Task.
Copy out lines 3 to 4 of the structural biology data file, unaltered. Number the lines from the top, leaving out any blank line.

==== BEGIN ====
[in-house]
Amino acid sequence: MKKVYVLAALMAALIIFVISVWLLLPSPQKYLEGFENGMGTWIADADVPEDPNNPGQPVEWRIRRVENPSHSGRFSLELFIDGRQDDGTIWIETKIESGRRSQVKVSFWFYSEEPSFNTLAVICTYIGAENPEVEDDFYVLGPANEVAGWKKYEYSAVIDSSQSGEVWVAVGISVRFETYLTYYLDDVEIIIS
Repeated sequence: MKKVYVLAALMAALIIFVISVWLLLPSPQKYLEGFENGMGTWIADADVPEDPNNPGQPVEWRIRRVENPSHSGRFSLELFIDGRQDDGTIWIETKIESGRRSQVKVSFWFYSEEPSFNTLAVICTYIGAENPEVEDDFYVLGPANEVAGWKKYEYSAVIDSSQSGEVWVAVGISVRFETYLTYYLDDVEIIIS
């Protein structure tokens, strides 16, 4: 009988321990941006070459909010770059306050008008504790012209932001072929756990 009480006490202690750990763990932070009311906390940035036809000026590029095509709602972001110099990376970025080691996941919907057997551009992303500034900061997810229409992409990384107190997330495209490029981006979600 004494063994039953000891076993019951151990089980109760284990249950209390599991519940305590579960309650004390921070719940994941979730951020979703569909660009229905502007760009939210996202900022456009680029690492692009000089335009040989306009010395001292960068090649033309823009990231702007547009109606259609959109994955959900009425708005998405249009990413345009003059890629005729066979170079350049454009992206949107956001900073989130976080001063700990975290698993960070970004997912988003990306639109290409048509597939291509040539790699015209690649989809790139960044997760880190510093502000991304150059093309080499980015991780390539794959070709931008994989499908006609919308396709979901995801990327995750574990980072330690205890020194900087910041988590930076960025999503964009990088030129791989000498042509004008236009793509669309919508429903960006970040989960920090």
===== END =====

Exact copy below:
Repeated sequence: MKKVYVLAALMAALIIFVISVWLLLPSPQKYLEGFENGMGTWIADADVPEDPNNPGQPVEWRIRRVENPSHSGRFSLELFIDGRQDDGTIWIETKIESGRRSQVKVSFWFYSEEPSFNTLAVICTYIGAENPEVEDDFYVLGPANEVAGWKKYEYSAVIDSSQSGEVWVAVGISVRFETYLTYYLDDVEIIIS
């Protein structure tokens, strides 16, 4: 009988321990941006070459909010770059306050008008504790012209932001072929756990 009480006490202690750990763990932070009311906390940035036809000026590029095509709602972001110099990376970025080691996941919907057997551009992303500034900061997810229409992409990384107190997330495209490029981006979600 004494063994039953000891076993019951151990089980109760284990249950209390599991519940305590579960309650004390921070719940994941979730951020979703569909660009229905502007760009939210996202900022456009680029690492692009000089335009040989306009010395001292960068090649033309823009990231702007547009109606259609959109994955959900009425708005998405249009990413345009003059890629005729066979170079350049454009992206949107956001900073989130976080001063700990975290698993960070970004997912988003990306639109290409048509597939291509040539790699015209690649989809790139960044997760880190510093502000991304150059093309080499980015991780390539794959070709931008994989499908006609919308396709979901995801990327995750574990980072330690205890020194900087910041988590930076960025999503964009990088030129791989000498042509004008236009793509669309919508429903960006970040989960920090």